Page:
It has been four years since Muhammad Amirul Fitrii Muhtadiin graduated from Xinghua Elementary School, but he clearly remembers his term as Prefect in 2015.

“I remember giving motivational speeches, doing workshops for my third-year students, and organizing a Teacher’s Day concert at our school,” says Amirul, who is now studying at Victoria School. “In my role as Chief Prefect, I had to interact a lot with others, giving me the opportunity to leave my comfort zone.”

It is the learning experience of Amirul that Xinghua Elementary School wants to impart to their students through their leadership program.

Every student has a role to play. They come to care for their class through various responsibilities, such as caregivers or administrators. Those with greater leadership potential are supported by their teachers for more responsibilities, such as: To direct their co-curricular activities (CCA) or become prefects.

However, student tours do not just end with the completion of projects for the school. They would also serve as role models for their colleagues. Experienced prefects would hold workshops to teach their younger colleagues their leadership. CCA leaders become ambassadors for their activities, while the leaders of the house are responsible for promoting healthy lifestyles among peers.

In addition to positive contributions to the school, the program also creates enriching learning experiences by encouraging students to leave their comfort zones, make contacts, and have a positive impact on their peers.

These tasks enable students to learn that members of their team in their group can have different opinions and are encouraged to gather and find consensus.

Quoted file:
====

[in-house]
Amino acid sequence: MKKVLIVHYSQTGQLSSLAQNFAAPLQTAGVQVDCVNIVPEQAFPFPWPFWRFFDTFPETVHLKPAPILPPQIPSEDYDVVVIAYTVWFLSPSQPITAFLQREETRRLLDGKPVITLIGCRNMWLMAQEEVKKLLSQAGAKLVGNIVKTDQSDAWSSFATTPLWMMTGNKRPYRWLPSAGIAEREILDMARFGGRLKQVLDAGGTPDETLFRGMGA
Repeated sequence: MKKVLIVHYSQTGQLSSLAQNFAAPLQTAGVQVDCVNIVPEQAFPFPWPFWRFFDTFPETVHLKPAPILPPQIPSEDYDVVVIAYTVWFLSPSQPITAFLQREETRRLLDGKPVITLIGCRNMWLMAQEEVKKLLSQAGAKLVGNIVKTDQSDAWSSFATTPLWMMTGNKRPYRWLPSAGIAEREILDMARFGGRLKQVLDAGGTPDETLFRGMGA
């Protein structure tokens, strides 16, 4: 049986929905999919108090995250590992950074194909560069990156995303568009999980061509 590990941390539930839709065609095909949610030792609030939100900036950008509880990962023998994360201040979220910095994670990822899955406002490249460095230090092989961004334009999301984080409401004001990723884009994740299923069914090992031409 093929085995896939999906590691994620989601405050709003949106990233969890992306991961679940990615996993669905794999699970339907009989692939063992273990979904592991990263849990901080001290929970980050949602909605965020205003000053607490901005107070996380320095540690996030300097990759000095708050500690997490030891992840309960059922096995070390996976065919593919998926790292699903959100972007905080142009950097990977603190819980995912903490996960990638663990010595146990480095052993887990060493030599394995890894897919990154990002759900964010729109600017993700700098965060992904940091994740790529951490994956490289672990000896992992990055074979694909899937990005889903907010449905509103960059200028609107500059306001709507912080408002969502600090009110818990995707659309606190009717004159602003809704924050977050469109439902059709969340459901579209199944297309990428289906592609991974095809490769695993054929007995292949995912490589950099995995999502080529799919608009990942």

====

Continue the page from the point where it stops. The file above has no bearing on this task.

“They learn to listen, respect and work as a team,” says Diana Yin, head of the Xinghua Elementary School for Student Leadership. “These skills enable students to interact effectively and in harmony with others.”

The actions and decisions of leaders inevitably affect the people who support them. In Xinghua, students learn to look beyond their own interests and become aware of how they influence their friends.

Huang Jing, leader of the Guzheng CCA Who during the Do not listen to practice lessons, must be able to make the right and impartial decision. “

While all students can take leadership roles in their classrooms at a given time, not all prominent positions are assigned, such as CCA leaders and prefects. Therefore, students may feel disappointed or even jealous when their school partner has been selected for a role they expect.

Not being selected is not a setback but a learning moment.

“As a teacher, we set the roles and expectations of each leader and engage in conversations with those who are disappointed not to get a specific role,” says Ms. Yin. “We encourage students not to give up, keep working to achieve the role and support their friends, which will definitely help them to grow as leaders.”